Evidence for the existence of homolateral and contralateral projections from the substantia nigra to the subthalamic nucleus in the rat

E.A.J.F. Lakke, Tjitske Heida, K.G. Usunoff, Enrico Marani

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    Abstract

    Hemichorea/ballism is a rare neurological disorder but the crucial involvement of the subthalamic nucleus (STN) in its pathophysiology is appreciated since decades. The idiopathic Parkinson’s disease is a common neurodegenerative disorder but the key role of the STN in the pathophysiological origin of the parkinsonian state became only recently evident. The STN was believed to exert an inhibitory, probably – GABA-mediated, effect on its projection nuclei, and this belief is one of the major reasons to overlook the involvement of the STN in the parkinsonian pathophysiology. It is now firmly established that the STN projection neurons are glutamatergic, excitatory, and heavily innervate by widely branching axons of the substantia nigra (SN), the internal pallidal segment (GPI), followed by the external pallidal segment (GPE) and the pedunculopontine tegmental nucleus (PPN).
    Original languageUndefined
    Title of host publicationProceedings of the14th Meeting of the World Society for Stereotactic and Functional Neurosurgery, WSSFN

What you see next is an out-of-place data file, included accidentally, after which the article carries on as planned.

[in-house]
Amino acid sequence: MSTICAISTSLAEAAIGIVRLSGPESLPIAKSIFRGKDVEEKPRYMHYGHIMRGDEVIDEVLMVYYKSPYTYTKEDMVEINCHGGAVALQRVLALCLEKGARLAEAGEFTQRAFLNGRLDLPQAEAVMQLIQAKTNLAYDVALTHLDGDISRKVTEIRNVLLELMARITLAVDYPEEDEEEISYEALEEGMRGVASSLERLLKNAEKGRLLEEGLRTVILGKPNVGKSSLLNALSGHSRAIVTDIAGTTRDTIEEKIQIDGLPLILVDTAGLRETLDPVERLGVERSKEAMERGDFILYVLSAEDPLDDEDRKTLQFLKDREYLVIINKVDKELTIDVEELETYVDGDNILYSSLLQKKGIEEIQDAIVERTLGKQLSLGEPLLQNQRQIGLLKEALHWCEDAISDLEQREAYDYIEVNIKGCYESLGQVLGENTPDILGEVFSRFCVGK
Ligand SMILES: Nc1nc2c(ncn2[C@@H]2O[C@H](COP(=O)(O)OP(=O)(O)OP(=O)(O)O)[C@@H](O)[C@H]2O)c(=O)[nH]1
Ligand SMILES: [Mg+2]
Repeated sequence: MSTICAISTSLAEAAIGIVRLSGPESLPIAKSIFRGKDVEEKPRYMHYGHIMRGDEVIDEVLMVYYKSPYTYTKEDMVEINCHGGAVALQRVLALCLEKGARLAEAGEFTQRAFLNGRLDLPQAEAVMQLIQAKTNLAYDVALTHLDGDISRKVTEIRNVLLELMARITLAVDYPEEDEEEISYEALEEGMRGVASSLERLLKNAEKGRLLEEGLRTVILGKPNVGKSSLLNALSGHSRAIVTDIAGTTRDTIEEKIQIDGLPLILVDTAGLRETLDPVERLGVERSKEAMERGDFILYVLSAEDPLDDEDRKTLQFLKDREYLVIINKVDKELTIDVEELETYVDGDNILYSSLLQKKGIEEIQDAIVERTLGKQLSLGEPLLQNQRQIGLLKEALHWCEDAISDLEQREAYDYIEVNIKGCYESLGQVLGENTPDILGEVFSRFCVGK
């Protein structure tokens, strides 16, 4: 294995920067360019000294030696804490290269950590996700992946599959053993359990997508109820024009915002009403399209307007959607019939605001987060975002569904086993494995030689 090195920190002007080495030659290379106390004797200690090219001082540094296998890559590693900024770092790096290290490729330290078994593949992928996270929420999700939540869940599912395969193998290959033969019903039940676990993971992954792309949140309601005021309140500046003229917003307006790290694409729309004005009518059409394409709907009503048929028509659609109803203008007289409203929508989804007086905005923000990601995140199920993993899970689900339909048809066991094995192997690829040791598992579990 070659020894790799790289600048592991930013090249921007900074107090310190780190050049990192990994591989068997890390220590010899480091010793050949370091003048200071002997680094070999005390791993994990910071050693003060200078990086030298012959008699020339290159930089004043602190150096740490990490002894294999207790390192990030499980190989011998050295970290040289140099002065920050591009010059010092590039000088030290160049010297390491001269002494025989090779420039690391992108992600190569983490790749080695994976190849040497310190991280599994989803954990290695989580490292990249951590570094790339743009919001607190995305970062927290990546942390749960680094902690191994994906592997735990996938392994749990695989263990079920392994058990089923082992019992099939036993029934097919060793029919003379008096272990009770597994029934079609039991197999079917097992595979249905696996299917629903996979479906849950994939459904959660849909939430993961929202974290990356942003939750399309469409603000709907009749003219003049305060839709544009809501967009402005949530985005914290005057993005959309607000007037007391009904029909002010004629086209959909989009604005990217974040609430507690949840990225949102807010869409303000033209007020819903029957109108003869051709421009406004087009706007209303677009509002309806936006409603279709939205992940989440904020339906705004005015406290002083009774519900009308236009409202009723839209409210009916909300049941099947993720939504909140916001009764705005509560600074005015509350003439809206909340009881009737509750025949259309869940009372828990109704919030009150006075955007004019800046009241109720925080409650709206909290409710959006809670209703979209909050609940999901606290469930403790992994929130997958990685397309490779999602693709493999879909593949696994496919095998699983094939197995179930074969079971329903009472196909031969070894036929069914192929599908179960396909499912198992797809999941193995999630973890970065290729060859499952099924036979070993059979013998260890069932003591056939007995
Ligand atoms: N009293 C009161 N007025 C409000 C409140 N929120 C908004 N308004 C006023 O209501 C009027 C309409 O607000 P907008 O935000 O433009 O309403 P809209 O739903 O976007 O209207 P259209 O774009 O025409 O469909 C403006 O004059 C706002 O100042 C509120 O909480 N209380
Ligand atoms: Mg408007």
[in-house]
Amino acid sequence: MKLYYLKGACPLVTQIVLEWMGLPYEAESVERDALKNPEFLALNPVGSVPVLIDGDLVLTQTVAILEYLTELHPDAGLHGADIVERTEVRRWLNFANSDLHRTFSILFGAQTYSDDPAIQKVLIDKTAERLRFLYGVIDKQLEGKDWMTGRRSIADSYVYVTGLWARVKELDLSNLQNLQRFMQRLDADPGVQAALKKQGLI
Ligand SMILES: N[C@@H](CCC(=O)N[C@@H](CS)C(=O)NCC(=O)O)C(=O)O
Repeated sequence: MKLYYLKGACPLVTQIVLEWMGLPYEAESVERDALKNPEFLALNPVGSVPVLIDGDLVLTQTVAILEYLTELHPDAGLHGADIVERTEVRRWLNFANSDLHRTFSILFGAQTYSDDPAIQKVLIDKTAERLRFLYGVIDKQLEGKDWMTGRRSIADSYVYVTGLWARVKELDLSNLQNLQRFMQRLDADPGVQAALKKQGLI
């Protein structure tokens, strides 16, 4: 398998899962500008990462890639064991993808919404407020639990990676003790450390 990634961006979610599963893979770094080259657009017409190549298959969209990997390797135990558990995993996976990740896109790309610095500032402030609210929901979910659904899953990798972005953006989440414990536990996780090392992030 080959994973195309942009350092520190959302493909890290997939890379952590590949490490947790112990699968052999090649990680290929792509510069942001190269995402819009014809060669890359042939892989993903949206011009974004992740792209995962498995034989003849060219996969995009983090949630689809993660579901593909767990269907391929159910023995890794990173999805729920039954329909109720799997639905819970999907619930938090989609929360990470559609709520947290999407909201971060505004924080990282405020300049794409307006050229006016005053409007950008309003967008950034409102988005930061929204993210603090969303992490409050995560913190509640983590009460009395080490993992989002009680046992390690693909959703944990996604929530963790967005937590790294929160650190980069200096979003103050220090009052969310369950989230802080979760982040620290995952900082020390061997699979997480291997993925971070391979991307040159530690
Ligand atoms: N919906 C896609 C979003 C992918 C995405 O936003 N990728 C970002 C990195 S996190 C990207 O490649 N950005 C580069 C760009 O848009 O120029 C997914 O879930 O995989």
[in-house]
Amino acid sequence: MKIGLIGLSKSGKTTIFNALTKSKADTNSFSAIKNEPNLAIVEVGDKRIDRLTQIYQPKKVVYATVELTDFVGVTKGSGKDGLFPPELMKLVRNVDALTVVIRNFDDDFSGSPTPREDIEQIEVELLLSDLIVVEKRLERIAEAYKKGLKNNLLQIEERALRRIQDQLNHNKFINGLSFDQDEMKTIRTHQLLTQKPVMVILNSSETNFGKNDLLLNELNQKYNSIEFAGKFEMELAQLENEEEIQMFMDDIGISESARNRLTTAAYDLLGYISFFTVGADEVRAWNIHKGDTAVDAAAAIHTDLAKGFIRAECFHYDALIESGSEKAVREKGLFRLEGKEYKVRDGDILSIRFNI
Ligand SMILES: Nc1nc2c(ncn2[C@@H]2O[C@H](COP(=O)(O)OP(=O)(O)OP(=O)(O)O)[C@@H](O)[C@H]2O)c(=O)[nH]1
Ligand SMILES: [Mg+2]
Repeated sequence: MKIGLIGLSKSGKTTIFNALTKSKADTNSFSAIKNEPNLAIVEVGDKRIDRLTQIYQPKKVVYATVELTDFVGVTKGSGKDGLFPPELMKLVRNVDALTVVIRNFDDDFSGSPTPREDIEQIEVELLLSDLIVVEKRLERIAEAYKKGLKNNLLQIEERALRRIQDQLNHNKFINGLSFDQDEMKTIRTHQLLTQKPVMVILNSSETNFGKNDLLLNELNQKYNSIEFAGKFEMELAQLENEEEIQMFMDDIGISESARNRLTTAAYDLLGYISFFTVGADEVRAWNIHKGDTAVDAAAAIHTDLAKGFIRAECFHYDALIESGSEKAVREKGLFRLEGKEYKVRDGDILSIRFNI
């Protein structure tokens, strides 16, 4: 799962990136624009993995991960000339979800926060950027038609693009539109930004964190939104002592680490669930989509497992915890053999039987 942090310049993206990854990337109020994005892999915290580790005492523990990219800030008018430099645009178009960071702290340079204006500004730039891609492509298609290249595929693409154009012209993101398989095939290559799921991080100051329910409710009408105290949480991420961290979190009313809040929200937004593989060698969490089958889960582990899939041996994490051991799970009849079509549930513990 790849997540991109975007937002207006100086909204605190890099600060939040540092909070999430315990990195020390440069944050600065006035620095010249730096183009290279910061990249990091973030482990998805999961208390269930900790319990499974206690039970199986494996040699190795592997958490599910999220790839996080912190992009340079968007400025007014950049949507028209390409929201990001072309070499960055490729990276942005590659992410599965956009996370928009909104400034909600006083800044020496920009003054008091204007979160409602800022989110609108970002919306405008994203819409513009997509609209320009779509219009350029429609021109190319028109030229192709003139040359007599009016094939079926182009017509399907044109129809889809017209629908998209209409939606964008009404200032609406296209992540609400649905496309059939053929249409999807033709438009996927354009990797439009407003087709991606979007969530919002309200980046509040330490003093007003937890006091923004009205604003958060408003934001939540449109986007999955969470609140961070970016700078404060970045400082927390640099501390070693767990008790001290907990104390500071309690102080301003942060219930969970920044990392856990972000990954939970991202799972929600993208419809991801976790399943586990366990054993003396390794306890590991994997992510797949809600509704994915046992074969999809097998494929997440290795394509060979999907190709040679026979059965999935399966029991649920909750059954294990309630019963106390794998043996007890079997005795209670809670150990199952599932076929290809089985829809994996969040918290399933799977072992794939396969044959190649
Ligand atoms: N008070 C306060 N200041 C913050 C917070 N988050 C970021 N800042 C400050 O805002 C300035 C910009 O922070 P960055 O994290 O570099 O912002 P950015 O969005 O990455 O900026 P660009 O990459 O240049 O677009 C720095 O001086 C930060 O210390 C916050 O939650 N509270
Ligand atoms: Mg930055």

EditorsM. Meglio
    Place of PublicationPianoro, Italy
    PublisherWorld Society for Sterotactic and Functional Neurosurgery
    Pages1-2
    Number of pages2
    ISBN (Print)978-88-7587-158-1
    Publication statusPublished - 14 May 2005

    Publication series

    Name
    PublisherMedimond

    Keywords

    • IR-76576
    • EWI-19930
    • METIS-226390

    Cite this

    Lakke, E. A. J. F., Heida, T., Usunoff, K. G., & Marani, E. (2005). Evidence for the existence of homolateral and contralateral projections from the substantia nigra to the subthalamic nucleus in the rat. In M. Meglio (Ed.), Proceedings of the14th Meeting of the World Society for Stereotactic and Functional Neurosurgery, WSSFN (pp. 1-2). Pianoro, Italy: World Society for Sterotactic and Functional Neurosurgery.